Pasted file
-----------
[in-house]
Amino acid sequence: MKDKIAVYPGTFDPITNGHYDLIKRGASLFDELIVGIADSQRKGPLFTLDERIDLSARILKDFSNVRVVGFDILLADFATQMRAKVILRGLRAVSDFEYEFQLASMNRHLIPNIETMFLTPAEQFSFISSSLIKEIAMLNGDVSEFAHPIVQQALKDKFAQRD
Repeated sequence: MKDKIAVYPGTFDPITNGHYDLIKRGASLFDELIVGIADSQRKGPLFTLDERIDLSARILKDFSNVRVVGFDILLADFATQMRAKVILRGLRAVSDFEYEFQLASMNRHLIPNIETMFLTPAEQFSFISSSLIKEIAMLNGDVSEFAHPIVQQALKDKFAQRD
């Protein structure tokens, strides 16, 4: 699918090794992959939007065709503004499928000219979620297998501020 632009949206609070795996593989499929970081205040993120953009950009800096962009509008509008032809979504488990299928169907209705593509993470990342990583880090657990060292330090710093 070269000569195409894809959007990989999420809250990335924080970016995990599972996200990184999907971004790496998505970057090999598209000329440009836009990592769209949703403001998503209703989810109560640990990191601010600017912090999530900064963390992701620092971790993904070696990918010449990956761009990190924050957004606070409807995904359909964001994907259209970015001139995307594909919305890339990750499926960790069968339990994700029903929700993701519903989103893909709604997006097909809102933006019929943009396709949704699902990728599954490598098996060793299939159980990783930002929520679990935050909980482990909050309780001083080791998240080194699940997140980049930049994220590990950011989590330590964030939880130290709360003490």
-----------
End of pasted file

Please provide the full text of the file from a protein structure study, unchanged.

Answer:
[in-house]
Amino acid sequence: MKDKIAVYPGTFDPITNGHYDLIKRGASLFDELIVGIADSQRKGPLFTLDERIDLSARILKDFSNVRVVGFDILLADFATQMRAKVILRGLRAVSDFEYEFQLASMNRHLIPNIETMFLTPAEQFSFISSSLIKEIAMLNGDVSEFAHPIVQQALKDKFAQRD
Repeated sequence: MKDKIAVYPGTFDPITNGHYDLIKRGASLFDELIVGIADSQRKGPLFTLDERIDLSARILKDFSNVRVVGFDILLADFATQMRAKVILRGLRAVSDFEYEFQLASMNRHLIPNIETMFLTPAEQFSFISSSLIKEIAMLNGDVSEFAHPIVQQALKDKFAQRD
């Protein structure tokens, strides 16, 4: 699918090794992959939007065709503004499928000219979620297998501020 632009949206609070795996593989499929970081205040993120953009950009800096962009509008509008032809979504488990299928169907209705593509993470990342990583880090657990060292330090710093 070269000569195409894809959007990989999420809250990335924080970016995990599972996200990184999907971004790496998505970057090999598209000329440009836009990592769209949703403001998503209703989810109560640990990191601010600017912090999530900064963390992701620092971790993904070696990918010449990956761009990190924050957004606070409807995904359909964001994907259209970015001139995307594909919305890339990750499926960790069968339990994700029903929700993701519903989103893909709604997006097909809102933006019929943009396709949704699902990728599954490598098996060793299939159980990783930002929520679990935050909980482990909050309780001083080791998240080194699940997140980049930049994220590990950011989590330590964030939880130290709360003490």